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False-Positive Rates for Nerve Conduction Studies and Ultrasound in Patients Without Clinical Signs and Symptoms of Carpal Tunnel Syndrome

Published:January 09, 2019DOI:https://doi.org/10.1016/j.jhsa.2018.11.010

      Purpose

      The purpose of the study was to determine the rate of false positives for nerve conduction studies (NCSs) and ultrasound (US) in a population without signs and symptoms of carpal tunnel syndrome (CTS) using a CTS-6 score of 0 as the reference standard.

      Methods

      Patients were included in this study if they were referred for NCSs for a reason other than CTS (cubital tunnel syndrome and/or cervical radiculopathy) and they had a CTS-6 score of 0. An US measurement of the cross-sectional area (CSA) of the median nerve at the level of the carpal tunnel inlet was performed by a certified ultrasound technician. An a priori CSA cutoff of 10 mm2 or greater measured using US at the carpal tunnel inlet qualified as a positive diagnosis. The NCSs were performed and interpreted according to national standards by a certified electrodiagnostician. All patients in this study were considered to not have a diagnosis of CTS based on the CTS-6 of 0.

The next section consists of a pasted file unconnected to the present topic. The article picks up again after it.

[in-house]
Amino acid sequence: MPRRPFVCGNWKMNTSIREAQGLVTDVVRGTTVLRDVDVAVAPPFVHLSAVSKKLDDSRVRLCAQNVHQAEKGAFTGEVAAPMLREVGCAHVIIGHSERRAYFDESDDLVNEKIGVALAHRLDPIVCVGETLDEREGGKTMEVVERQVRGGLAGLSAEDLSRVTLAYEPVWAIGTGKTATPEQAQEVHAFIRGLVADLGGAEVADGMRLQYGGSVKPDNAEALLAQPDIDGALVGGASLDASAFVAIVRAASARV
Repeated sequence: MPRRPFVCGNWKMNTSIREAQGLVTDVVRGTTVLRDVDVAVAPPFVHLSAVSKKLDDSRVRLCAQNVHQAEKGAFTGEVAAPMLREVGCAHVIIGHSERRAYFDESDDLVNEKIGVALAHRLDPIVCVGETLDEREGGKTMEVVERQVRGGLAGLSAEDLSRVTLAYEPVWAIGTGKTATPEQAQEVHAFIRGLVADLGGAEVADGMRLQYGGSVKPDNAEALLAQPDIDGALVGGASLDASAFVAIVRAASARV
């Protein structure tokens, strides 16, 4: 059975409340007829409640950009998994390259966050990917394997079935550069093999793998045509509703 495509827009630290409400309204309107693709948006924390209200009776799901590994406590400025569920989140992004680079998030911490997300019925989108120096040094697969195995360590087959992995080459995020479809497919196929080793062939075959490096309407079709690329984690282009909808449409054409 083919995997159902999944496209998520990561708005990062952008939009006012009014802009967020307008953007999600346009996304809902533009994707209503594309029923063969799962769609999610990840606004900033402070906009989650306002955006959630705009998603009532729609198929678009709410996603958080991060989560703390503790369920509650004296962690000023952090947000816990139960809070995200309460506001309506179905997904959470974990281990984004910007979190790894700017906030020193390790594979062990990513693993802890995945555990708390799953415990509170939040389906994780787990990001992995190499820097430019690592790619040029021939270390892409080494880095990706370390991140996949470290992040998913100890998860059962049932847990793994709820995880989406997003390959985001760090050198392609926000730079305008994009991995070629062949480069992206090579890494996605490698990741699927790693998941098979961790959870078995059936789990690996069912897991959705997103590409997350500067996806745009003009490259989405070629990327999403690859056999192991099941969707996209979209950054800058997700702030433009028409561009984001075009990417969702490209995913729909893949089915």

Results

      Forty hands with a CTS-6 of 0 were included in this study. The US was positive in 9 of 40(23%) and NCS was positive in 17 of 40 (43%). There were only 2 patients with a false-positive US that did not also have a positive NCS. However, there were 11 patients who had a false-positive NCS that did not have a positive US.

      Conclusions

      This prospective cohort series has demonstrated that US has a lower false-positive rate than NCSs in asymptomatic patients as measured by the CTS-6 diagnostic tool. Studies with a low false-positive rate are preferred when ordering a confirmatory diagnostic test. Therefore, if a confirmatory diagnostic test is desired, we recommend that US be used rather than NCSs.

      Type of study/level of evidence

      Diagnostic II.

      Key words

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